Since a canine nose is equipped with some 200 million more olfactory receptors than a human’s, scientists are increasingly turning to dogs as field assistants to track and monitor populations of wild species.
Such “conservation dogs” can sniff out creatures as small as a lizard or as large as a gorilla, pinpoint where invasive plants are growing, and even guide marine biologists to fresh whale poop. (See pictures of scat research.) But can a dog smell the past?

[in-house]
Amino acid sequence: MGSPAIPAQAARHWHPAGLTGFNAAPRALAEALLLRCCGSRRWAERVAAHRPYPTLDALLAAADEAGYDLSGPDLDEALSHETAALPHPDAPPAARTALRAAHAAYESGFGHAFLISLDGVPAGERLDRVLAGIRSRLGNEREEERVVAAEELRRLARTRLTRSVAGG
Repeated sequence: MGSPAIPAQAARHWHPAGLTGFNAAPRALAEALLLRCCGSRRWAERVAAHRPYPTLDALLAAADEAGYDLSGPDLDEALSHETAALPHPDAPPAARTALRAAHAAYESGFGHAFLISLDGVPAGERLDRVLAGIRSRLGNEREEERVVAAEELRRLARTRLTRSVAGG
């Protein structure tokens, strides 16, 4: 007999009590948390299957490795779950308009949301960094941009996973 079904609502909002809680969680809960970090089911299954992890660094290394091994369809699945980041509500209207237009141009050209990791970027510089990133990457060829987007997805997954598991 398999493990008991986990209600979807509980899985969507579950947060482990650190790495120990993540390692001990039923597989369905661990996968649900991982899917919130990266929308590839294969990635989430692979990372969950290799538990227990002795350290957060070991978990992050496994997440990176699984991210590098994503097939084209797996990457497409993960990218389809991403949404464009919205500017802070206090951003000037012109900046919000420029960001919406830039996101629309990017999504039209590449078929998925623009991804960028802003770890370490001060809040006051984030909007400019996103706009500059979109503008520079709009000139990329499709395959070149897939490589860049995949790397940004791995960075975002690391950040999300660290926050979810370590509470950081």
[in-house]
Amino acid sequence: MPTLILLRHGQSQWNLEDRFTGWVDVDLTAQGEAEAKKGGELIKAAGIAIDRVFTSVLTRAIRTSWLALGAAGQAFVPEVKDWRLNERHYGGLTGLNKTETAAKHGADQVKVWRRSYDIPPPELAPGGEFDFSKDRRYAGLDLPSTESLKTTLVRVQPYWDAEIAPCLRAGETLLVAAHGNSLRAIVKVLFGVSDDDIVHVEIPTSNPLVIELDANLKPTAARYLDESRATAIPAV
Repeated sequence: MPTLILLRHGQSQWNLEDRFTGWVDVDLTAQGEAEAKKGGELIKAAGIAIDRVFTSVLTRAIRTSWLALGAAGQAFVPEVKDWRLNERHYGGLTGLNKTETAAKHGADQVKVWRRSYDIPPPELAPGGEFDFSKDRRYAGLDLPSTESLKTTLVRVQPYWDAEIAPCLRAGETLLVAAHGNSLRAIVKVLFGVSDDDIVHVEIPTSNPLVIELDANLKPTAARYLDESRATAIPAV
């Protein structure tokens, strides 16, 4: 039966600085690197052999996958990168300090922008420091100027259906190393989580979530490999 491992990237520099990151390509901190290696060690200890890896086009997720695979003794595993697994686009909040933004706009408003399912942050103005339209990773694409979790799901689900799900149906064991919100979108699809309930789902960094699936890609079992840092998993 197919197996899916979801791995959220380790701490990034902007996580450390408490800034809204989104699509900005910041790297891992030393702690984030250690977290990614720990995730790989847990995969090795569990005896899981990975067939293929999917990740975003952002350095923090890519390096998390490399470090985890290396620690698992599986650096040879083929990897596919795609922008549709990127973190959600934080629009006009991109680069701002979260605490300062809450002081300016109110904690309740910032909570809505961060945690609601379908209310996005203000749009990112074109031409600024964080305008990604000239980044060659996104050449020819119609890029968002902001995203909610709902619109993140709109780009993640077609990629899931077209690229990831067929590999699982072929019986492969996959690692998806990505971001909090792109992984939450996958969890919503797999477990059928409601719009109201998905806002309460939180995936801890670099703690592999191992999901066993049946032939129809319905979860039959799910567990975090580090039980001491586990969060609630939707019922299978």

Australian dog trainer Gary Jackson of Multinational K9 has trained a black lab mix named Migaloo as the world’s first “archaeology dog,” able to locate bones that are hundreds of years old. He spoke with National Geographic magazine’s Amanda Fiegl.
Not the first, as we here at ArchaeoBlog have seen.